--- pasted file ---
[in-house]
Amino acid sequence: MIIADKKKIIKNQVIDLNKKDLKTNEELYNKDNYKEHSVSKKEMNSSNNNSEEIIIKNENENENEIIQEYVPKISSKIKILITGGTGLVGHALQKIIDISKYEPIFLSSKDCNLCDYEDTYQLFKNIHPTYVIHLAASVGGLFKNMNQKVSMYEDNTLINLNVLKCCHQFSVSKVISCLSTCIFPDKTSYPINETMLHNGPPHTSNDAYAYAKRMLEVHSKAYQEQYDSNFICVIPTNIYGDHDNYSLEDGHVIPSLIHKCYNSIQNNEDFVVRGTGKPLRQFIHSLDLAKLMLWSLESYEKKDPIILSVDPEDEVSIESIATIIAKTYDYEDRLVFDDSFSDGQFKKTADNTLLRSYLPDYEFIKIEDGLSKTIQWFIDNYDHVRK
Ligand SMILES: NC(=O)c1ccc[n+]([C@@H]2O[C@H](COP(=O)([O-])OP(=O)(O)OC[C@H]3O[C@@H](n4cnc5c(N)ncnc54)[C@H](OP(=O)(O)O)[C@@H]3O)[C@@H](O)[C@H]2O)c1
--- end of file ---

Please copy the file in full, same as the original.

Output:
[in-house]
Amino acid sequence: MIIADKKKIIKNQVIDLNKKDLKTNEELYNKDNYKEHSVSKKEMNSSNNNSEEIIIKNENENENEIIQEYVPKISSKIKILITGGTGLVGHALQKIIDISKYEPIFLSSKDCNLCDYEDTYQLFKNIHPTYVIHLAASVGGLFKNMNQKVSMYEDNTLINLNVLKCCHQFSVSKVISCLSTCIFPDKTSYPINETMLHNGPPHTSNDAYAYAKRMLEVHSKAYQEQYDSNFICVIPTNIYGDHDNYSLEDGHVIPSLIHKCYNSIQNNEDFVVRGTGKPLRQFIHSLDLAKLMLWSLESYEKKDPIILSVDPEDEVSIESIATIIAKTYDYEDRLVFDDSFSDGQFKKTADNTLLRSYLPDYEFIKIEDGLSKTIQWFIDNYDHVRK
Ligand SMILES: NC(=O)c1ccc[n+]([C@@H]2O[C@H](COP(=O)([O-])OP(=O)(O)OC[C@H]3O[C@@H](n4cnc5c(N)ncnc54)[C@H](OP(=O)(O)O)[C@@H]3O)[C@@H](O)[C@H]2O)c1